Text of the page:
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Banking Agreements
Old 05-30-2016, 04:21 PM   #1
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Banking Agreements

I recently received from my bank, a
"Consumer Deposit Agreement and Disclosures"

This is a 13 page agreement printed in 4 point type... (very tiny, less than 1/8 inch) and it literally covers the pages from edge to edge.

What to make of it? While I'm not a lawyer, the wording is a virtual TOTAL indemnification of the Bank from any and all legal action... with a final sentence that gives the procedure to opt out of binding arbitration, (which looks to give the bank a right to reject your account.)

Yeah... so what's new?... Let me suggest that I have never, ever seen a document so loaded with exclusions and penalties to the customer.

One of the minor factors concerns CD's, and penalties for early withdrawal. While today, the interest rate on a 5year CD is just over 1%... any withdrawal made within the first year results in a penalty of 365 days interest. That penalty would result in a charge to the capital amount. similar charges to lesser terms.

The most bothersome part of the agreement is the part about withdrawals of monies from any type of account. There is a long list of different kinds of delays in making available your own deposit funds, whether by check, or in some cases cash. If an account is funded by an ACH transfer from another bank, some types of withdrawals may be restricted for 45 days.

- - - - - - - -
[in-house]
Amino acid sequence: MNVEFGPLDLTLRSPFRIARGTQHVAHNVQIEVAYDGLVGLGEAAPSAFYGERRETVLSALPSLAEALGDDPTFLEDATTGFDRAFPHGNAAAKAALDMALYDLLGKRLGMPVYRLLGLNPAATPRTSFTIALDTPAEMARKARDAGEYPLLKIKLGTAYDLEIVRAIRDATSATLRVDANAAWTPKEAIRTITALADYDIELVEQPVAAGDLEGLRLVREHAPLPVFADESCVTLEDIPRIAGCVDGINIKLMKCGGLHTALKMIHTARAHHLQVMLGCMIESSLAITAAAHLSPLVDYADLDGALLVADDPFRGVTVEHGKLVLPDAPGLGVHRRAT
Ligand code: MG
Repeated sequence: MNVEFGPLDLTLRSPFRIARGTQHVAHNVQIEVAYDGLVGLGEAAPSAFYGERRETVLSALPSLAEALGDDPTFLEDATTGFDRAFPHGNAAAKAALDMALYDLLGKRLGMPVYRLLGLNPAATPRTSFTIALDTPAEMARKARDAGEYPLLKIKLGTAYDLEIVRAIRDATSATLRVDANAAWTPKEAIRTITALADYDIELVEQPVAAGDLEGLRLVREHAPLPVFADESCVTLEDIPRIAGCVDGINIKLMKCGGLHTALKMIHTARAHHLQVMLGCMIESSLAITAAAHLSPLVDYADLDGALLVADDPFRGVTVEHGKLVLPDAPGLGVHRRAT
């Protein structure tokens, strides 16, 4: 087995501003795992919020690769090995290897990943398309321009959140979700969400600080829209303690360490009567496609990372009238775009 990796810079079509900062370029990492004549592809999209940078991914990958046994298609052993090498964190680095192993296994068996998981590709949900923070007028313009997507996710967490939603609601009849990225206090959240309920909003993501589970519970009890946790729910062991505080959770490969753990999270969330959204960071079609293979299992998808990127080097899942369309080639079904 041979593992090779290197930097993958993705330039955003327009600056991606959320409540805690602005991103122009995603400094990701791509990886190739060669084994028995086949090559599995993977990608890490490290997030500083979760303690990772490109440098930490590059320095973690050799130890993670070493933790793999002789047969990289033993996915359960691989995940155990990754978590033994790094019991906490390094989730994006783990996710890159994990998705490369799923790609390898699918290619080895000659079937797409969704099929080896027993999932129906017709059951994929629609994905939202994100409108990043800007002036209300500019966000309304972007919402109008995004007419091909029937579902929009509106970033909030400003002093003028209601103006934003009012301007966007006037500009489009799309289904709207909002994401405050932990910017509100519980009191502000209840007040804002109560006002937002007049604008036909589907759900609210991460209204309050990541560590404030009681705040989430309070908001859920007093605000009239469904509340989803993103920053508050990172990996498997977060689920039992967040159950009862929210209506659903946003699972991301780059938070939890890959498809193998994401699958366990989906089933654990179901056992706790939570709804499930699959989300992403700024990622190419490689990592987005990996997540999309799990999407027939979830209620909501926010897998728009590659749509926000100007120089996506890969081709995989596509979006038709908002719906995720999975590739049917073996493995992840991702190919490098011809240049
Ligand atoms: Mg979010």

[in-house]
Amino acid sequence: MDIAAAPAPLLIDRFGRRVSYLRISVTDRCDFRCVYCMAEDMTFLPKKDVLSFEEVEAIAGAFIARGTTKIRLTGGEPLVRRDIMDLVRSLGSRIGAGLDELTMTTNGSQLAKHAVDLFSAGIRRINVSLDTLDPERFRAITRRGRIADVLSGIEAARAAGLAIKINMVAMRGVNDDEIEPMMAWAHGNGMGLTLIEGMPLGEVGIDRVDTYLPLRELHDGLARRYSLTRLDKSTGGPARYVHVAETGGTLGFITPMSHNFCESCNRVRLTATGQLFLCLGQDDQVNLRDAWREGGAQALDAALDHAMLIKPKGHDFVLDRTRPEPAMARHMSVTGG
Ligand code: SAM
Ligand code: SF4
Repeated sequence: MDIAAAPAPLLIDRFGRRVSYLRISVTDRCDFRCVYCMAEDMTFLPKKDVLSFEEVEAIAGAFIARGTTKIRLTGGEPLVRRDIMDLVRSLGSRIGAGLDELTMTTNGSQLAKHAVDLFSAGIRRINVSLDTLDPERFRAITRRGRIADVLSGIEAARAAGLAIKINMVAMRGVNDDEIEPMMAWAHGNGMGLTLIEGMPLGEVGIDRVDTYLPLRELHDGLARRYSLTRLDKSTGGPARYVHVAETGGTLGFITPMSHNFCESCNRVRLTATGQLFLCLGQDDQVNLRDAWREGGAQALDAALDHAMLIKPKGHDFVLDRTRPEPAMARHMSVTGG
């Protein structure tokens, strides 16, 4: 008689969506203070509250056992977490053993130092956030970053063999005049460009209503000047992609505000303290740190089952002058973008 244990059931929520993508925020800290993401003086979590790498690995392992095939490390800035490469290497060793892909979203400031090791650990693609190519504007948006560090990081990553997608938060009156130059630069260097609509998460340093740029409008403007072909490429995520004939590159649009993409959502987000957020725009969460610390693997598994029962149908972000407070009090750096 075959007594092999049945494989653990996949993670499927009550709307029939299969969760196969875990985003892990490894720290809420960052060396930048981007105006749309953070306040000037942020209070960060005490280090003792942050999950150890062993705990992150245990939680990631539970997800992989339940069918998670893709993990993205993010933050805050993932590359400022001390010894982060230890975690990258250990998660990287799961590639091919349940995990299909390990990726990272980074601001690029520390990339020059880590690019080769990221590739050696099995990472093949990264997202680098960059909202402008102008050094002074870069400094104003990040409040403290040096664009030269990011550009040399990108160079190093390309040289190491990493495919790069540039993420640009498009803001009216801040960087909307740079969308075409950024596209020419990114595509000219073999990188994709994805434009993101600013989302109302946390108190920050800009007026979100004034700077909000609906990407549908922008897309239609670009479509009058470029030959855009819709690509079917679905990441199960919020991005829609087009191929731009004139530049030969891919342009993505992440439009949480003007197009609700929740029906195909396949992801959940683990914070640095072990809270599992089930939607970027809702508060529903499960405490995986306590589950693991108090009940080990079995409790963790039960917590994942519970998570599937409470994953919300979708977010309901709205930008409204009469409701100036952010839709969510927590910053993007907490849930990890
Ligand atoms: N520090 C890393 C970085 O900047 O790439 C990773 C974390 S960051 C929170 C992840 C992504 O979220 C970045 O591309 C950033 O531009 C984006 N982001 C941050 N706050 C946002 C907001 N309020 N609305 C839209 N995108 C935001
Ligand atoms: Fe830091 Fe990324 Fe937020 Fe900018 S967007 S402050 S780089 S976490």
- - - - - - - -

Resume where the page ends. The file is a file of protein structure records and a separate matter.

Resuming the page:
Overall, this funds availability and the Binding Arbitration (new and boilerclad beyond belief in the bank's favor) signal a new hard line.
.................................................. ..........

On another newly arisen issue (not from my bank) there appears to be a new movement afloat re: banks and the availability of cash. You may do your own research on this, but it seems that deposit slips in some banks may put limits on the amount of cash you can withdraw from your own account. "Further review may result in delayed availability of this deposit". https://answers.yahoo.com/question/i...0110704AAnEIo8

That said, there seems to be a movement underway that works to influence the cash society to move toward a cashless society. Here's a "for instance"... Schwab is moving towards Money Market Funds that are based on cash value, to change these assets into bonds.

Money Market Fund Reform

Much ado about nothing? Conspiracy theory? A look back to 1931 is a measure of how a shortage of cash can affect the wealth of the nation.

Perhaps nothing more than misplaced trust, but at the very least, taking a moment to consider where our personal wealth lies, and any effect that changes to a cashless society may have on our own liquidity.
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Old 05-30-2016, 04:41 PM   #2
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IMO it's a symptom of banks not being able to earn as much on your deposits as in the past. When that changes in the future, banks will become more accommodating again.